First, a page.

All of your material items are weighing you down and you must ditch them right now
By Peter R
It did not take me long to realise that I was a voracious hoarder of material things. I was collecting, storing and keeping many items because I felt that I could not do without them.
But this material ‘clutter’ was not only inhibiting my daily routines and activities but also destroying my mind. Mental hoarding is as dangerous as keeping material goods. Whenever I got rid of many of these objects from my house, my garage and my storage unit I soon realised that I did not miss them at all.
Hard work and a variety of skills are needed to thrive as a homesteader
Izabela Hidentifies some of the main features of homestead life
Recently Steve explained how he is ready to move into a new way of life. Below we will cover the basics you should know about homesteading. I mean, wouldn’t self-sufficiency be an amazing thing to implement in your life?
What about preparing and preserving food on your own, with no preservatives?
Tad and Fiona had enough of rising living costs and bills, so they made a drastic life change
Our wandering scribe Peter R went to meet them
A light sheen of early morning frost glistens across the grass and the ribbed markings of tractor tyres are rock solid to the touch. Next to a large metal shipping container stands a thickly woven canvas, doubling as a tent. A small whisp of smoke rising gently from a hole at the top.
Last night was cold. Not quite freezing, but cold. The tent, surprisingly, has held its warmth. For the past year this shipping container, along with the accompanying structures, has been home to Thomas “Tad” Fearn, his wife Fiona, their young son Frankie and not to forget the dog, Juniper.
The sun is starting to peak out from behind the clouds. That means it’s growing season. After the bleak snows of winter it’s great to see rabbits scurrying across the fields and the birds out earlier each morning.
As the madness of Covid-19 persists it is more important than ever to secure food personalised sources. The ability to bake bread, can, preserve and freeze foods is vital. With a large garden area there is no excuse to not grow fruits and vegetables on the homestead.
Investing in seeds for growing vegetables
I recently purchased some butternut squash and spinach seeds (see below).
I grabbed a couple of bags of compost from the garden centre and cleaned out the compost bin which you can read about here. I checked last week and saw bugs, beetles and creepy crawlies of all descriptions rooting around inside. Perfect!
A few piles of grass cuttings, neatly scraped together with a rake, were tossed in as well to add some fertilising power. It won’t be long before the literal fruits of labour shine through.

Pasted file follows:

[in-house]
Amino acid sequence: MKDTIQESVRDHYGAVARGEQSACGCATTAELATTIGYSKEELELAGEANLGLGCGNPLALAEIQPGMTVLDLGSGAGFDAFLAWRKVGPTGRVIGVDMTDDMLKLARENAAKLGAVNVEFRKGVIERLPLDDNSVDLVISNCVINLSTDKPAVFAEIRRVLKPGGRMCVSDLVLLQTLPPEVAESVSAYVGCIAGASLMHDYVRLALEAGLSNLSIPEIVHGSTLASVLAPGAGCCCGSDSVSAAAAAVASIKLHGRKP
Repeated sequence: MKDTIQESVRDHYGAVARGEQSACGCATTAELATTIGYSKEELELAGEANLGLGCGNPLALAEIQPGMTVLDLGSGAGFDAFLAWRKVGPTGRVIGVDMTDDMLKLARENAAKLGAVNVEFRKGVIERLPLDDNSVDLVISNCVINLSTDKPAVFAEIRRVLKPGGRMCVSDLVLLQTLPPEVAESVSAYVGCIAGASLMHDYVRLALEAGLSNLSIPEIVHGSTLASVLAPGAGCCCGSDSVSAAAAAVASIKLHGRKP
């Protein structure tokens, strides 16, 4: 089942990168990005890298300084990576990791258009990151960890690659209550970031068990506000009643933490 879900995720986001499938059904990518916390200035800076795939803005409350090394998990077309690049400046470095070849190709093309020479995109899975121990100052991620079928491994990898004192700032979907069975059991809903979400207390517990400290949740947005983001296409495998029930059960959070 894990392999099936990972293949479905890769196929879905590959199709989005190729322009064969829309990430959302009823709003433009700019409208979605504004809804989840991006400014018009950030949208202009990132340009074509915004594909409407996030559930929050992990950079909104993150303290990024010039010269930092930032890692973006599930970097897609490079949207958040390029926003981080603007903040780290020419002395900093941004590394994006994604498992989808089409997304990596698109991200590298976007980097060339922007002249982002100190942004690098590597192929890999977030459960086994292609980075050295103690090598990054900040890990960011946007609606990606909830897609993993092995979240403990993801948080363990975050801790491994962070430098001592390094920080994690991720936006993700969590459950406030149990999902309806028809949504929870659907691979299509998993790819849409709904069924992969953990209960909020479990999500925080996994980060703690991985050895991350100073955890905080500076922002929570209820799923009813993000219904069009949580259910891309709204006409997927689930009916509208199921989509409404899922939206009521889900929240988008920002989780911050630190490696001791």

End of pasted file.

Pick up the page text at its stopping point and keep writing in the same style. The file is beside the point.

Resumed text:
Using a dog bed to grow veggies
I’m not sure if I’m the only person who uses an old dog bed to grow fruit and veg but it works well. It’s a nice size for starters. Drilling a few holes in the bottom allows for the water to escape.
Keeping pests away from the produce
Creep crawlies of the unwanted kind often find a way into the wrong areas. Slugs are a nuisance so I fill empty tin cans with out-of-date beer to attract them in. It works a treat and they climb in to have a look, attracted by the yeast. Be warned, it can be a pretty messy affair cleaning them out.
Salt always seemed a bit extreme as it makes the slugs swell up and effectively explode. The farmer next to us sprinkles little rings of salt around his plantings to keep them away.
Using an old car to grow tomatoes
Even though it makes for an unsightly viewpoint, old cars littering our fields are useful. As well as providing parts for current models, vehicles like our rusted, vintage mini provide a good option for tomato growth.
The windows create an excellent greenhouse effect. When the sun truly comes out it gets very hot and humid inside, leading to a massive growth spurt and some juicy red tomatoes for tea.
Plan for the worst, hope for the best
Look at whatever space you have available to grow on. Whether it be a few plant pots on the balcony of a high rise flat or a spacious garden. I don’t want to be alarmist but our freedoms are under attack.
Food shortages and supply of commodities will become scarce as and when new crises occur. These could be health related, conflict, civil unrest or similar.
Having your own food source is clean, healthy and helps keep you to be prepared should the shit hit the fan. Plus, what’s tastier and more satisfying than sitting down to a nice lettuce, tomato and carrot salad that all came from your garden, grown from your own hand?
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